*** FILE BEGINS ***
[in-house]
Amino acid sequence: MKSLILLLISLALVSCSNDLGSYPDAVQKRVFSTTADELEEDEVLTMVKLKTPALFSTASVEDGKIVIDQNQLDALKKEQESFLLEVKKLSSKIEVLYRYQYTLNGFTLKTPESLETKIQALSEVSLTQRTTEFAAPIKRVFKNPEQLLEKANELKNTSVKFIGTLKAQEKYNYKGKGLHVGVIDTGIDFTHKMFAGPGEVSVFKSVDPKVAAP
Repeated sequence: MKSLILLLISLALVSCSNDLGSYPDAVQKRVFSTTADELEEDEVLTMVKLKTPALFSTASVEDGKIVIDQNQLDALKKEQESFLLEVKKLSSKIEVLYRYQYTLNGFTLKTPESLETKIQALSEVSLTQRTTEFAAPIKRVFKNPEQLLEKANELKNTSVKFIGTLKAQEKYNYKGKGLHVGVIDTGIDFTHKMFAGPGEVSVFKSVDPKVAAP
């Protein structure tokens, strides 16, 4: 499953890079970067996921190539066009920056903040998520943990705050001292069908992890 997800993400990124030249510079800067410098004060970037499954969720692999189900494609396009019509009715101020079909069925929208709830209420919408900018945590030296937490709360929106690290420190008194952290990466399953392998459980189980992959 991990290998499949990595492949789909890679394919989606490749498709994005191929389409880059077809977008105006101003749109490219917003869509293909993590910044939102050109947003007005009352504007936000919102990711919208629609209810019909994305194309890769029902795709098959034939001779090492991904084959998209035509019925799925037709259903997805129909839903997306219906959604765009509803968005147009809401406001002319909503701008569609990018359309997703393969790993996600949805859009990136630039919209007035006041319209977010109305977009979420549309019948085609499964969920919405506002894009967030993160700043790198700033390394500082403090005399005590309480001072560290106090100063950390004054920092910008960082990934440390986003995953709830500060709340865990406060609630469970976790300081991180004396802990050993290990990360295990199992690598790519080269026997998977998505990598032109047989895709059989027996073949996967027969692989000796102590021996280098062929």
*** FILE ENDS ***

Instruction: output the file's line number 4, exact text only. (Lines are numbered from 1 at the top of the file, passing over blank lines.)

């Protein structure tokens, strides 16, 4: 499953890079970067996921190539066009920056903040998520943990705050001292069908992890 997800993400990124030249510079800067410098004060970037499954969720692999189900494609396009019509009715101020079909069925929208709830209420919408900018945590030296937490709360929106690290420190008194952290990466399953392998459980189980992959 991990290998499949990595492949789909890679394919989606490749498709994005191929389409880059077809977008105006101003749109490219917003869509293909993590910044939102050109947003007005009352504007936000919102990711919208629609209810019909994305194309890769029902795709098959034939001779090492991904084959998209035509019925799925037709259903997805129909839903997306219906959604765009509803968005147009809401406001002319909503701008569609990018359309997703393969790993996600949805859009990136630039919209007035006041319209977010109305977009979420549309019948085609499964969920919405506002894009967030993160700043790198700033390394500082403090005399005590309480001072560290106090100063950390004054920092910008960082990934440390986003995953709830500060709340865990406060609630469970976790300081991180004396802990050993290990990360295990199992690598790519080269026997998977998505990598032109047989895709059989027996073949996967027969692989000796102590021996280098062929």